Not so everyone else, of course. But unlike your average bank CEO, you and your neighbors can only pretend to understand economics on a titanic scale. Most people buy into the quaint but hopelessly out of touch correlation between “a family working their budget over the kitchen table” and providing guidance and transparency to the $15 trillion American economy.
In an ideal world, the presence of Mitt Romney in a presidential campaign would be an opportunity for a six month course in high finance, on the value (or lack of it) of leveraged buy-outs, exotic financial “instruments” and products”, mechanisms beyond the understanding of even Alan Greenspan, once a guru of high finance, now justifiably regarded as a feckless enabler of anonymous savants with a much higher aptitude for math than he or 99.99% of the rest of the planet.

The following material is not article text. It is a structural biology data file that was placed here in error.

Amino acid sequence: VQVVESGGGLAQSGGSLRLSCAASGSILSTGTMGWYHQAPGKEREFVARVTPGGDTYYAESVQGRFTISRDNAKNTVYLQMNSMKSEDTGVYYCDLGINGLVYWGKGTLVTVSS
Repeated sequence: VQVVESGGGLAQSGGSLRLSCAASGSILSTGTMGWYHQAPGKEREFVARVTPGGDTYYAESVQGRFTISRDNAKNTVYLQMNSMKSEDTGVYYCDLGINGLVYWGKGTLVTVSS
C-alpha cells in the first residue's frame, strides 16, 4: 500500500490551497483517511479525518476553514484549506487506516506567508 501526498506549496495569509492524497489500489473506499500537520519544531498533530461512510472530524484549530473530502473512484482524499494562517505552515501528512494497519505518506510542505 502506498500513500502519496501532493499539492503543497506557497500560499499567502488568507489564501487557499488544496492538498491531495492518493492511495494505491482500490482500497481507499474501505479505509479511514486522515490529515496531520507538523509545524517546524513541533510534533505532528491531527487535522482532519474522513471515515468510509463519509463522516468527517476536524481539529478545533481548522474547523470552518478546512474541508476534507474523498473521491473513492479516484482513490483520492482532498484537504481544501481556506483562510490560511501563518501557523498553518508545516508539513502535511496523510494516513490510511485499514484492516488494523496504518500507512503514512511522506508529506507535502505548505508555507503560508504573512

It goes without saying that I doubt we’ll get anything like an adult conversation in the value of maintaining our highly/inordinately financialized economic model, where so much money is kited back and forth as gambling bets and not nearly enough is directed at capital expansion. One reason is that this sort of conversation is far too arcane and dull for the media that most people prefer to consume. I love the Seamus the Dog on the Roof stuff as much as anyone. But how the likes of Bain Capital used perfectly legal maneuvers to unload pension obligations on the government/taxpayers while exploiting (perfectly legal) tax advantages (that they lobbied in to place) to exempt themselves from liabilities you and I would have to pay on the profit from selling Mom and Dad’s house is a lot more relevant to my idea of a “robust recovery”, as the CEOs like to say, than a doofus mistreating his dog.